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How is a clubfoot managed in a child?

A clubfoot is a deformity of the foot which are existing at birth. It occurs in approximately one per 1000 live births which makes it a reasonably frequent problem. When a baby is born the midwife or doctor is going to examine them for a number of different disorders as part of the screening process. A clubfoot is one of those problems that they routinely look for. A clubfoot is described as when the foot is in a downward and inward position in comparison to normal. This is technically generally known as planterflexed, inverted and abducted position of the foot. In the grand scheme of things a clubfoot is generally comparatively minor problem however may be rather upsetting at the birth because it is visible. Often, it is an isolated problem, but from time to time it is part of a range of symptoms making up a syndrome. Those with this deformity are also more likely to have a dislocated hip at birth.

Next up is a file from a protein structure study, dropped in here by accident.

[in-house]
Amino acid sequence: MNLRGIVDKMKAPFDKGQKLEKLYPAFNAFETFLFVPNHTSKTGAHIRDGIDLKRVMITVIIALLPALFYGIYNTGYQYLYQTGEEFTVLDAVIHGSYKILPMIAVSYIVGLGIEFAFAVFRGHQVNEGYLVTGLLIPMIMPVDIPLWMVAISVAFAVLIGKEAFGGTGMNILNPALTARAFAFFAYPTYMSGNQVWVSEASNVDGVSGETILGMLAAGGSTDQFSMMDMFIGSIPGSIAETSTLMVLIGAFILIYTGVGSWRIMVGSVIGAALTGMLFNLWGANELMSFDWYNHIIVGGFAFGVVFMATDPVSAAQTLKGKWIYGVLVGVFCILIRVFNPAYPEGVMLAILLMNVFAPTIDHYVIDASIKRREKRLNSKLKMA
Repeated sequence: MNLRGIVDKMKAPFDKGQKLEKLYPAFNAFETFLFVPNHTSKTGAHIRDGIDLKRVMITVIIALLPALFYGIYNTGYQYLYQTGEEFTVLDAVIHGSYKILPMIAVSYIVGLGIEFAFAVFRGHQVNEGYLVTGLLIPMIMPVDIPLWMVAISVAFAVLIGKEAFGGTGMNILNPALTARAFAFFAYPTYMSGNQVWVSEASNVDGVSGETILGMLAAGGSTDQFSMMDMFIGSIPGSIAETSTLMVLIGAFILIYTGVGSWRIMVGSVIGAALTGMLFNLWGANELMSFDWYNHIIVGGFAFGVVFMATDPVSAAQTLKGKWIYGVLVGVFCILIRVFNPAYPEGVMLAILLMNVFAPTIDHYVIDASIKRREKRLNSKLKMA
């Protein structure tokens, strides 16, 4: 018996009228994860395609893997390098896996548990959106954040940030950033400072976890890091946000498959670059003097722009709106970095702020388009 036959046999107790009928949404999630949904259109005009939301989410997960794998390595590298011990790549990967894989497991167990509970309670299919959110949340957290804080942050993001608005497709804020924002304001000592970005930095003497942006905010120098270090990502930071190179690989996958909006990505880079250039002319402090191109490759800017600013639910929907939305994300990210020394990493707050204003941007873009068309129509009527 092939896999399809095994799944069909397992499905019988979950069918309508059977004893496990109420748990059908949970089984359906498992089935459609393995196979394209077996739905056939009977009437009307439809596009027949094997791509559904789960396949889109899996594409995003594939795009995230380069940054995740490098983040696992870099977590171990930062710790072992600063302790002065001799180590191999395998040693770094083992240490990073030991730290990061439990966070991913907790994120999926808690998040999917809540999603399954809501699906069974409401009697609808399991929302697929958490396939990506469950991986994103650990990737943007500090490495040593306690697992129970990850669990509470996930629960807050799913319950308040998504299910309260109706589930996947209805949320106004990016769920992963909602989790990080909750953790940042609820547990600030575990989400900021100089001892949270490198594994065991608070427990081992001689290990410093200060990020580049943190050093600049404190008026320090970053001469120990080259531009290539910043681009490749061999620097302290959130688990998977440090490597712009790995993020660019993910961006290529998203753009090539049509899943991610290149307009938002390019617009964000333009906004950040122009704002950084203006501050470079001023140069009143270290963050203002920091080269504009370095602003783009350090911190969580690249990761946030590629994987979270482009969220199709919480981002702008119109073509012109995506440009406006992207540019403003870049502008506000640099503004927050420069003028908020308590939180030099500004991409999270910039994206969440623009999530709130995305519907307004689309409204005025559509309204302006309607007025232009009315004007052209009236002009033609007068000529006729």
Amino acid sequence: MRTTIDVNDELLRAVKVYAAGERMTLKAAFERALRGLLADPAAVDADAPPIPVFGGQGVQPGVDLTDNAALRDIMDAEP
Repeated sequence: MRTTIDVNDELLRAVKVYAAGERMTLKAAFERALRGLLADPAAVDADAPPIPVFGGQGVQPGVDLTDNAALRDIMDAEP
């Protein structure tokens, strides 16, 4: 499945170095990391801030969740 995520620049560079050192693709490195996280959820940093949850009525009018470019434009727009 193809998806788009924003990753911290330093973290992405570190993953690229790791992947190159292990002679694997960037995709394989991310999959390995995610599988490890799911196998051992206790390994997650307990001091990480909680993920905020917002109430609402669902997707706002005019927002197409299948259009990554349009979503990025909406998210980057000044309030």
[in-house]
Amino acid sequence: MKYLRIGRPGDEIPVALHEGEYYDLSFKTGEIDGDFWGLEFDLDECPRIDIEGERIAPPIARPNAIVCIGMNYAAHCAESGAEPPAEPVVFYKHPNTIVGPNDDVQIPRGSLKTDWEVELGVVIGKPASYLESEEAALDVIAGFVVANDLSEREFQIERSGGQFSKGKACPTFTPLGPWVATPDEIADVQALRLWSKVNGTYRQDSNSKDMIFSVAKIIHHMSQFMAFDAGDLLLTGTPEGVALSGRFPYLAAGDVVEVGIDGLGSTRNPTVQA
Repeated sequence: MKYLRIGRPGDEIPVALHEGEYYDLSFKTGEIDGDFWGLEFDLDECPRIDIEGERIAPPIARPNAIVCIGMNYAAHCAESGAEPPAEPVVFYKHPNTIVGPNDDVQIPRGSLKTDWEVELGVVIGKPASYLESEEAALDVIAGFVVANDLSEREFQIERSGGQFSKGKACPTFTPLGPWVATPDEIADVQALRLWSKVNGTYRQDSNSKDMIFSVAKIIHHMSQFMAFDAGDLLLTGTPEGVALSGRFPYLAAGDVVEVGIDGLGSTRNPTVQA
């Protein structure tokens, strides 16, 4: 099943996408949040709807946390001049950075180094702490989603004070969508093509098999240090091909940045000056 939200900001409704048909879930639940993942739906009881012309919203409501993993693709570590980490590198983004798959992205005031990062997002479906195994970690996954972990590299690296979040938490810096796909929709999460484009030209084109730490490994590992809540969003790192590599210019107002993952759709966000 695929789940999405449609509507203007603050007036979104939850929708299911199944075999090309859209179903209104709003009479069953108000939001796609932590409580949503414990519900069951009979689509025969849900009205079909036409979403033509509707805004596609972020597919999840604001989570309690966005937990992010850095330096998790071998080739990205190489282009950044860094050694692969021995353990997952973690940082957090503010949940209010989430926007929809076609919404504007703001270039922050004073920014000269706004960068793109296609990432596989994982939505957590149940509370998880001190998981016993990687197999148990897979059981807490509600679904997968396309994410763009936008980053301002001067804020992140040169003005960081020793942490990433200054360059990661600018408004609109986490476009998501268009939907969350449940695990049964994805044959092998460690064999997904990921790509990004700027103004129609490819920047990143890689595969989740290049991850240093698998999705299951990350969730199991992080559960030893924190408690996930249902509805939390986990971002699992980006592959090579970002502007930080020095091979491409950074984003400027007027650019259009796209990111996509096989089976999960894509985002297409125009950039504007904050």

The management of a clubfoot would depend on the seriousness and characteristics of it. There are fundamentally two types of clubfoot; flexible and rigid. A flexible clubfoot is usually managed with regular mobilization, manipulation and stretching out and then the foot is put into a plaster cast to hold it in a more changed position. After a period of time, that could rely on how serious it is, the plaster cast is taken off and the foot is again mobilized and stretched with a new plaster cast being used and then to hold the foot in an much more corrected position. This process has been well documented to be in general quite successful. If this treatment is not successful or if the deformity is rigid then a surgical technique is advised. Technically this is a complicated surgery as the foot and structures are very small. There are many structures from the bone, to the tendons, to the ligaments that should be operated on to move the foot in to a much more corrected position, making it complicated.